So now let's talk about C-sections. So cesarean sections which we abbreviate as C-sections, so this is going to be delivery of the infant through an incision that's made in the abdomen and the uterine wall.
So literally, we are surgically delivering this baby. And there's a lot of different types of C-sections depending on if it's a classic, transverse, and emergency section, all of these things. But no matter what, we're still doing a surgical procedure to deliver the infant.
We can either have spinal anaesthesia, and that would typically be someone who is having a planned C-section. They're going to go and get the spinal anaesthesia which is what I got. It's just the shot into the CSF and that's going to provide anesthesia up until about the nipple level.
There can be epidural anesthesia, that would typically be someone who maybe was attempting vaginal delivery, had an epidural catheter placed, and now is going to have a C-section.
And also general anesthesia. It's uncommon, this is not the thing that you think of when you think of a C-section, but general anaesthesia can be given to the patient in an emergency situation. So we sometimes call these splash-and-dash C-sections, meaning that we have a time limit. We have to get baby out. We don't have time to do a spinal and all of these things, so we're going to put Mom to sleep, splash Betadine on the belly and get going, right? We got to get that baby out of there.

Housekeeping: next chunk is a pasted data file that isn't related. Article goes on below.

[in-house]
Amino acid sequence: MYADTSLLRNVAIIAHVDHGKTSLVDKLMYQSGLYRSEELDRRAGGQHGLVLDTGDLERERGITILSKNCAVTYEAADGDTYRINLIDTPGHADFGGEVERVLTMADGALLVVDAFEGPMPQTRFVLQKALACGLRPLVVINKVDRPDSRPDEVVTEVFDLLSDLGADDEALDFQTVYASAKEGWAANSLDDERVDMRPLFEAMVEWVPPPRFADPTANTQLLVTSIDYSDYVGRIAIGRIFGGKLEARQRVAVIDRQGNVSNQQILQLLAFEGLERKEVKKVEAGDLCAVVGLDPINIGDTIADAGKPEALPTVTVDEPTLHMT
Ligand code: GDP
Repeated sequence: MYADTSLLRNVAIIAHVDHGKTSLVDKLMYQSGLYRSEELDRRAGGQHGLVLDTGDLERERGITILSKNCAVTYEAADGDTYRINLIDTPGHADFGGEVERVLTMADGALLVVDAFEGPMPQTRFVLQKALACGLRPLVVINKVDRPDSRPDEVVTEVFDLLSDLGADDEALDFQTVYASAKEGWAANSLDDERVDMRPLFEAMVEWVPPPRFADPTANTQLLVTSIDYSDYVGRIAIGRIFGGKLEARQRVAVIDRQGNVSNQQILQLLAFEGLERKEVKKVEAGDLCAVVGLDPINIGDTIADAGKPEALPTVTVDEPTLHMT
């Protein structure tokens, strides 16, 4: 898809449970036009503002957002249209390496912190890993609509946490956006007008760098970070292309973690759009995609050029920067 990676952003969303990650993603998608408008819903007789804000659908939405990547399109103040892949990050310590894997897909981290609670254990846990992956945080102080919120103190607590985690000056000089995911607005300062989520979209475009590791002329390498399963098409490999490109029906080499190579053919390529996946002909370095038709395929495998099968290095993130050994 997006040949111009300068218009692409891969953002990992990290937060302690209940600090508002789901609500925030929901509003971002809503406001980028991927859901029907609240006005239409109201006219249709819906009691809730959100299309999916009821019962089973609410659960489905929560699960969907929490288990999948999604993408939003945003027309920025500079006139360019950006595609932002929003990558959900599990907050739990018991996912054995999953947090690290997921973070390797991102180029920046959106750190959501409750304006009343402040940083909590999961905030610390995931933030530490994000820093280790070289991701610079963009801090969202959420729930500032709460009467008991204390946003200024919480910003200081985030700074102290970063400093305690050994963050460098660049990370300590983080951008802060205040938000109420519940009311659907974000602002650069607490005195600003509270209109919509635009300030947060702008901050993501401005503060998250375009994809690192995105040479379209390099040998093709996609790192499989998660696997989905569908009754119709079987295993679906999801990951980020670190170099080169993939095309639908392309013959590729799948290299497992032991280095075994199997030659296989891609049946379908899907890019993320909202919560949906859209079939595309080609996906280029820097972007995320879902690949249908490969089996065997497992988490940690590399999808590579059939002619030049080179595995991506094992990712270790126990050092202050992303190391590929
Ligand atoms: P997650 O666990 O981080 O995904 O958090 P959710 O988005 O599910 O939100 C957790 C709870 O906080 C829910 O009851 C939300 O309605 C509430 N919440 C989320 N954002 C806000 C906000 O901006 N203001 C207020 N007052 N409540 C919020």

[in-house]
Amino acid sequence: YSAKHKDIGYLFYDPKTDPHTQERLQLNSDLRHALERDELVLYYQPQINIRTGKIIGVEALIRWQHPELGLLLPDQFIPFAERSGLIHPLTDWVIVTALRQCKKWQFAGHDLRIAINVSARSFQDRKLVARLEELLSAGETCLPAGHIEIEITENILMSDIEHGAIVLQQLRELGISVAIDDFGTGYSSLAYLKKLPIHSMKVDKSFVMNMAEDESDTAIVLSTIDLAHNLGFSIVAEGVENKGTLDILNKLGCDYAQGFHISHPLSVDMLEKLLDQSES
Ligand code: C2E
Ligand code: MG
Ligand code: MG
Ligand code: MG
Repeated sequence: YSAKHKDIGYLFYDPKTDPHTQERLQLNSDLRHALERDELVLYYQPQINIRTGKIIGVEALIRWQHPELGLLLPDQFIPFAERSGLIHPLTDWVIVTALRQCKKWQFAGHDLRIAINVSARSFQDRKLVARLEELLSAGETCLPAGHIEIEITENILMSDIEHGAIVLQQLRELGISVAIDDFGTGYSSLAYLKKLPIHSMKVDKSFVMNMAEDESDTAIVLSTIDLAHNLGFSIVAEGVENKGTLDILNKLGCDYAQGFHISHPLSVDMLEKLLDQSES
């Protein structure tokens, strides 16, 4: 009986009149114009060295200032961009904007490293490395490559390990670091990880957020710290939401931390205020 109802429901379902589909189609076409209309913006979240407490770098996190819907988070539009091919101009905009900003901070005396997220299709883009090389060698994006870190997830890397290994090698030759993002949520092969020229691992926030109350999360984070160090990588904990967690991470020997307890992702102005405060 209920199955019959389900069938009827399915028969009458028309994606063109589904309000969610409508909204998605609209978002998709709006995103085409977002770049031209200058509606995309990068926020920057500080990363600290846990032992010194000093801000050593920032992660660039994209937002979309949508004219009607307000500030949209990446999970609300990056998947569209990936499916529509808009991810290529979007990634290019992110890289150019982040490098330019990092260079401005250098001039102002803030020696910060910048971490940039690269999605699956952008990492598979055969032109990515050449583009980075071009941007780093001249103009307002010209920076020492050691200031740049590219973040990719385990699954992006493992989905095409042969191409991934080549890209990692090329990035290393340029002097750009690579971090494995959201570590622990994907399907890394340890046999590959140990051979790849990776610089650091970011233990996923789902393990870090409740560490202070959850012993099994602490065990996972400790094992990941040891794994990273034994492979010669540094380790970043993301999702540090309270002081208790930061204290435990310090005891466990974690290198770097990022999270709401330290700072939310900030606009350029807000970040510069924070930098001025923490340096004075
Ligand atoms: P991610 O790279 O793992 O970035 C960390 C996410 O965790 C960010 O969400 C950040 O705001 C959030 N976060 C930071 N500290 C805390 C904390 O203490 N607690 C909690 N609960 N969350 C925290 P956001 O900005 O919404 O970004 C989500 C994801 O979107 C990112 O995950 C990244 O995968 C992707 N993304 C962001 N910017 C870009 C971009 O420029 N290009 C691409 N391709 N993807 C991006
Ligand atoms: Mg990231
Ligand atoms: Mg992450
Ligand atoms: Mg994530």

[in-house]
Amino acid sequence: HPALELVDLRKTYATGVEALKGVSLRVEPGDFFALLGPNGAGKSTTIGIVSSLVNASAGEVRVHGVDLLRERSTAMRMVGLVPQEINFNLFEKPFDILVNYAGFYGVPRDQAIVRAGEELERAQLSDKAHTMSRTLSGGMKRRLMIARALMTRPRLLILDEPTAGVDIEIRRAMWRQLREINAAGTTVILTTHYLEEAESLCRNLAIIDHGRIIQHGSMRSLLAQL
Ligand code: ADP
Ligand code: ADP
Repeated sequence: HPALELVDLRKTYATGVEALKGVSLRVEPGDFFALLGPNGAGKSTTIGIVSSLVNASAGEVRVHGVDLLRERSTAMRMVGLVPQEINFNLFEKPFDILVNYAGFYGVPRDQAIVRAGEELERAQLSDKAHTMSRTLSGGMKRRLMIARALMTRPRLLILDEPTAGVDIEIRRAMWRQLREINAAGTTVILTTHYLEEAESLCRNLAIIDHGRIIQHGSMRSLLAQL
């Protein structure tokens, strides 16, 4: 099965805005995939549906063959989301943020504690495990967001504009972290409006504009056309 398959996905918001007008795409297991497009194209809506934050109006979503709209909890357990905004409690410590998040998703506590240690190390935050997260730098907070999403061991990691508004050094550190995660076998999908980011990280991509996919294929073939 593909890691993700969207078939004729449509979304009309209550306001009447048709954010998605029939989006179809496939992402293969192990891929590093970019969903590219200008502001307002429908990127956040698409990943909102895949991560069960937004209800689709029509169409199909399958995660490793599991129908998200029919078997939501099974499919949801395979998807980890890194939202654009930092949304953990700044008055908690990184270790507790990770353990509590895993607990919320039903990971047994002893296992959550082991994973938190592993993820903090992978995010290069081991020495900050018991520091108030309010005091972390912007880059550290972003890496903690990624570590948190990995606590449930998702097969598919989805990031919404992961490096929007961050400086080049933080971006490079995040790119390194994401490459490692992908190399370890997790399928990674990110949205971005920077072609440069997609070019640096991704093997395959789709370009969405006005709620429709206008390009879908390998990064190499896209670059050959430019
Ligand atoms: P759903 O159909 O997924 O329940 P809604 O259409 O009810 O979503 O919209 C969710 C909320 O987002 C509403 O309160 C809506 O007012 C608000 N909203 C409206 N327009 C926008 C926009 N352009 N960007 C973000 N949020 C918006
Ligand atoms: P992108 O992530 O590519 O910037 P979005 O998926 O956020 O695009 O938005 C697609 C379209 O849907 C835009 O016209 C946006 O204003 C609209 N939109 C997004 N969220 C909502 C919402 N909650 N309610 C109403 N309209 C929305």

So risk factors for C-section, there are so many of them. There's a few here: labor dystocia, fetal malpresentation, failure to progress, right? We're not getting that good dilation and effacement. Fetal distress. Of course, if the baby's in distress, we're going to get them out. And then previous C-section, I had a C-section with my daughter and then I had a C-section with my son.
Some patients do choose to VBAC which is vaginal birth after a C-section. However, that comes with a lot of risks and a lot of like kind of things that have to be met for you to be a candidate for that. So in general, if you have had a C-section before, you are likely to just have a planned C-section again in the future.